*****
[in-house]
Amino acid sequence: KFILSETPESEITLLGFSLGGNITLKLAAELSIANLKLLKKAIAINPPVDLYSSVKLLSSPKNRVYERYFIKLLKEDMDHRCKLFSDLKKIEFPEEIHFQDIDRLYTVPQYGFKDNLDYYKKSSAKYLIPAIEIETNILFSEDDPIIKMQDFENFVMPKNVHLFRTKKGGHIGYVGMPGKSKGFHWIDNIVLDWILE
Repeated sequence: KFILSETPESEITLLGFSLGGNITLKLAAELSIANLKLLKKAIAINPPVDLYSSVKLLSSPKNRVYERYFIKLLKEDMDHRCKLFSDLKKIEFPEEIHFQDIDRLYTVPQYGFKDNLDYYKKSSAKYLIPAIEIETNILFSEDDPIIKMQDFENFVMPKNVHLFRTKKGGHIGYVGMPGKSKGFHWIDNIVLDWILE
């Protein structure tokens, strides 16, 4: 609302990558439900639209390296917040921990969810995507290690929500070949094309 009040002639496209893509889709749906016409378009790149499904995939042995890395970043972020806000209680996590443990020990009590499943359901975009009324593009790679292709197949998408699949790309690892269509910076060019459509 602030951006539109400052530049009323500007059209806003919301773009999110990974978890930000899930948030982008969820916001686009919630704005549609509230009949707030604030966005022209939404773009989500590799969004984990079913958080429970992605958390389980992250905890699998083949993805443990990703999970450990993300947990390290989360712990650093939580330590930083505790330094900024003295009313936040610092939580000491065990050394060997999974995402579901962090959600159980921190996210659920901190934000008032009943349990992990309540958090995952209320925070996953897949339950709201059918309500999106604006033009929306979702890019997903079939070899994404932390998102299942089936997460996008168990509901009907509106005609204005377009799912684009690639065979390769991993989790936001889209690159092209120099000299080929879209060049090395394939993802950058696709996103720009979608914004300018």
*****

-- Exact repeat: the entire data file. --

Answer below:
[in-house]
Amino acid sequence: KFILSETPESEITLLGFSLGGNITLKLAAELSIANLKLLKKAIAINPPVDLYSSVKLLSSPKNRVYERYFIKLLKEDMDHRCKLFSDLKKIEFPEEIHFQDIDRLYTVPQYGFKDNLDYYKKSSAKYLIPAIEIETNILFSEDDPIIKMQDFENFVMPKNVHLFRTKKGGHIGYVGMPGKSKGFHWIDNIVLDWILE
Repeated sequence: KFILSETPESEITLLGFSLGGNITLKLAAELSIANLKLLKKAIAINPPVDLYSSVKLLSSPKNRVYERYFIKLLKEDMDHRCKLFSDLKKIEFPEEIHFQDIDRLYTVPQYGFKDNLDYYKKSSAKYLIPAIEIETNILFSEDDPIIKMQDFENFVMPKNVHLFRTKKGGHIGYVGMPGKSKGFHWIDNIVLDWILE
């Protein structure tokens, strides 16, 4: 609302990558439900639209390296917040921990969810995507290690929500070949094309 009040002639496209893509889709749906016409378009790149499904995939042995890395970043972020806000209680996590443990020990009590499943359901975009009324593009790679292709197949998408699949790309690892269509910076060019459509 602030951006539109400052530049009323500007059209806003919301773009999110990974978890930000899930948030982008969820916001686009919630704005549609509230009949707030604030966005022209939404773009989500590799969004984990079913958080429970992605958390389980992250905890699998083949993805443990990703999970450990993300947990390290989360712990650093939580330590930083505790330094900024003295009313936040610092939580000491065990050394060997999974995402579901962090959600159980921190996210659920901190934000008032009943349990992990309540958090995952209320925070996953897949339950709201059918309500999106604006033009929306979702890019997903079939070899994404932390998102299942089936997460996008168990509901009907509106005609204005377009799912684009690639065979390769991993989790936001889209690159092209120099000299080929879209060049090395394939993802950058696709996103720009979608914004300018």